IDEAS home Printed from https://ideas.repec.org/a/bla/jfinan/v61y2006i6p3049-3067.html
   My bibliography  Save this article

Tax‐Loss Selling and the January Effect: Evidence from Municipal Bond Closed‐End Funds

Author

Listed:
  • LAURA T. STARKS
  • LI YONG
  • LU ZHENG

Abstract

This paper provides direct evidence supporting the tax‐loss selling hypothesis as an explanation of the January effect. Examining turn‐of‐the‐year return and volume patterns for municipal bond closed‐end funds, which are held mostly by tax‐sensitive individual investors, we document a January effect for these funds, but not for their underlying assets. We provide evidence that this effect can be largely explained by tax‐loss selling activities at the previous year‐end. Moreover, we find that funds associated with brokerage firms display more tax‐loss selling behavior, suggesting that tax counseling plays a role.

Suggested Citation

  • Laura T. Starks & Li Yong & Lu Zheng, 2006. "Tax‐Loss Selling and the January Effect: Evidence from Municipal Bond Closed‐End Funds," Journal of Finance, American Finance Association, vol. 61(6), pages 3049-3067, December.
  • Handle: RePEc:bla:jfinan:v:61:y:2006:i:6:p:3049-3067
    as

    Download full text from publisher

    File URL: https://doi.org/10.1111/j.1540-6261.2006.01011.x
    Download Restriction: no

    More about this item

    Statistics

    Access and download statistics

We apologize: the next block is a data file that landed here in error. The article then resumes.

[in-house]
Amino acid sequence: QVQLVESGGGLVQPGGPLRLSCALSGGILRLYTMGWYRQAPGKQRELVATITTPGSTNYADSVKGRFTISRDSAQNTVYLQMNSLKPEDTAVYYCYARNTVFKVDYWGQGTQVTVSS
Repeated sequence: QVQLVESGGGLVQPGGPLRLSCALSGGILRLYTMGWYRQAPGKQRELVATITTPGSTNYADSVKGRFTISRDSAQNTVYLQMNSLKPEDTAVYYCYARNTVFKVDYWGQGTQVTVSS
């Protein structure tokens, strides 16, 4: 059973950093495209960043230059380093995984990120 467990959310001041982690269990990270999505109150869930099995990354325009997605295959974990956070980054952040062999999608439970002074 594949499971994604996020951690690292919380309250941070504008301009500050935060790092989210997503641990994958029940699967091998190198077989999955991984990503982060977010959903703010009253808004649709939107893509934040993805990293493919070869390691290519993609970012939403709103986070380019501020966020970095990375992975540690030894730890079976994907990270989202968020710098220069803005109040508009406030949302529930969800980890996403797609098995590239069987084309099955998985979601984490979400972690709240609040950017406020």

Corrections

    All material on this site has been provided by the respective publishers and authors. You can help correct errors and omissions. When requesting a correction, please mention this item's handle: RePEc:bla:jfinan:v:61:y:2006:i:6:p:3049-3067. See general information about how to correct material in RePEc.

    For technical questions regarding this item, or to correct its authors, title, abstract, bibliographic or download information, contact: (Wiley Content Delivery). General contact details of provider: http://edirc.repec.org/data/afaaaea.html .

    If you have authored this item and are not yet registered with RePEc, we encourage you to do it here. This allows to link your profile to this item. It also allows you to accept potential citations to this item that we are uncertain about.

    We have no references for this item. You can help adding them by using this form .

    If you know of missing items citing this one, you can help us creating those links by adding the relevant references in the same way as above, for each refering item. If you are a registered author of this item, you may also want to check the "citations" tab in your RePEc Author Service profile, as there may be some citations waiting for confirmation.

    Please note that corrections may take a couple of weeks to filter through the various RePEc services.

    IDEAS is a RePEc service hosted by the Research Division of the Federal Reserve Bank of St. Louis . RePEc uses bibliographic data supplied by the respective publishers.